At the core of every Olympic athlete’s pursuit is one common denominator: knowing what he or she was born to do—swim, sprint, or play ball—and doing it exceptionally well. Author, speaker and filmmaker Phil Cooke calls that purpose “One Big Thing.” 

In the spirit of the Summer Games, Cooke helps you discover what you were meant to do with your life, with Olympic focus. In his new book, One Big Thing: Discovering What You Were Born to Do (July 2012, Thomas Nelson,, Cooke shows you how to discover your own “One Big Thing” that can change the world, along with steps to help you on your path.  

For more than 30 years, Cooke has helped nonprofits find their purpose and is now applying this experience to individuals: “During a long career in the media business I’ve talked to hundreds of writers, producers, directors, designers, executives, and other professionals and discovered that in most cases, one thing is all it takes to launch a project or dream.” 

For everyone who’s been pulled in different directions, born with multiple abilities, or just wondered what to do with their lives, Cooke offers answers. He helps you not only discover that one thing, but also teaches you the secrets of making an unforgettable impact with your life.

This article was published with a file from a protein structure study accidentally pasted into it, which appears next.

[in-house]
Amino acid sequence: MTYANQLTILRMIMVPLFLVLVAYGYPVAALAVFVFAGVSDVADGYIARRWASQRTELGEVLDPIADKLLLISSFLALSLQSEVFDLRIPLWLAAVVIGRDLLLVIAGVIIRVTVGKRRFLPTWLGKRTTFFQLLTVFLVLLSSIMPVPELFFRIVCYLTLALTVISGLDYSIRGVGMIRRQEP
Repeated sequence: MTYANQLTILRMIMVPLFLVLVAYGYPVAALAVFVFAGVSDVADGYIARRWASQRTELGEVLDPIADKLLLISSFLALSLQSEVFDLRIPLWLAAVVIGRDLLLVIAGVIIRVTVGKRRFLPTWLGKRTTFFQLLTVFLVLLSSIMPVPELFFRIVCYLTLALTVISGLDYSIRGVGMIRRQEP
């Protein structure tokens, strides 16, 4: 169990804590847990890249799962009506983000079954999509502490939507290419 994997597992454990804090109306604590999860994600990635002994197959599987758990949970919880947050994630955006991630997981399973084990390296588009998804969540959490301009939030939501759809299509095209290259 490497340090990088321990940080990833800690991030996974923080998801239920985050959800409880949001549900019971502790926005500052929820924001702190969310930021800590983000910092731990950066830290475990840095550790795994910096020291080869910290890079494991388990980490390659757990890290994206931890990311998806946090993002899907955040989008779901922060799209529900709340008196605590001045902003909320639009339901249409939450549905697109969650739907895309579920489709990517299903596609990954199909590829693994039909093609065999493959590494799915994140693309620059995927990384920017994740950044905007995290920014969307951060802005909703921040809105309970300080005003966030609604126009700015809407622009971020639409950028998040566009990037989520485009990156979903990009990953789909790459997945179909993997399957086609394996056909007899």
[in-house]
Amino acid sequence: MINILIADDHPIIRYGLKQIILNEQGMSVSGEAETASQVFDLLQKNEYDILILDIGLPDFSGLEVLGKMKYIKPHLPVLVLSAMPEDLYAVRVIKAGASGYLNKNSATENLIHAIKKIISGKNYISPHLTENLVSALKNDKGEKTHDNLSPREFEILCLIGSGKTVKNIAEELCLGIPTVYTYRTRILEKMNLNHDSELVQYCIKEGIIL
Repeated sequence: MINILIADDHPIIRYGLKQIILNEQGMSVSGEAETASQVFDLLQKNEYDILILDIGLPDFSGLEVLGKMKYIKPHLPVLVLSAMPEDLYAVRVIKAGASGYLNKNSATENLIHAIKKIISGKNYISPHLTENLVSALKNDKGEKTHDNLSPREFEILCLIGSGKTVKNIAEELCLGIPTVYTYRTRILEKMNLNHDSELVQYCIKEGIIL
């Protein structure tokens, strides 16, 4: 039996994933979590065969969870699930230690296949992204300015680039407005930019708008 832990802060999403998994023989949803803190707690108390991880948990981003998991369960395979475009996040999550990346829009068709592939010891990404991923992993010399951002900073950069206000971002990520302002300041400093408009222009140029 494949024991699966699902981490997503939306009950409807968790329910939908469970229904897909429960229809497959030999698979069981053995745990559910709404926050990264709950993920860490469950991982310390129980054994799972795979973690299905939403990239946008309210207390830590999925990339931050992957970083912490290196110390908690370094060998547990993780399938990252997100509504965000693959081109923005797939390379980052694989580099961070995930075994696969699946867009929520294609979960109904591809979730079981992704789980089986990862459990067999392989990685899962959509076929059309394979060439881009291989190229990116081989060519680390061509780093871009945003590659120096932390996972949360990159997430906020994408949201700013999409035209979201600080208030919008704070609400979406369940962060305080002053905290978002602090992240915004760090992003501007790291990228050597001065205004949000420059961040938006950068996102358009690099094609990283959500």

And if your purpose isn’t as clear as an Olympic pursuit, Cooke suggests starting with these questions: What could I be the best in the world at doing? Where could I be remarkable? Where do I stand out? What in my life am I most proud of? 

The next step is getting noticed. To stand out, he says you have to cut through the clutter by focusing on the one thing in your life that drives you, inspires your passion, and separates you from the pack. 

“This isn’t about productivity, it’s about your life,” he says. “What’s the one single step that will start you on the journey to making your dream happen? Whatever it is, it’s time to take it. Make it small, make it ugly, make it rough—just take it.” 

PHIL COOKE (of Burbank) has been an agent of change for millions of people through his work in television and the media. He lectures at Yale University, UC Berkeley and UCLA, and spent the past 30 years advising many of the world’s largest organizations.

He has appeared on MSNBC, CNBC, CNN and Fox News, and his work has been profiled in New York TimesLos Angeles Times, and Wall Street Journal. He is the author of several books, including Jolt! Get the Jump on a World that’s Constantly Changing (Thomas Nelson, 2011). He blogs on change, disruption, culture, and media at

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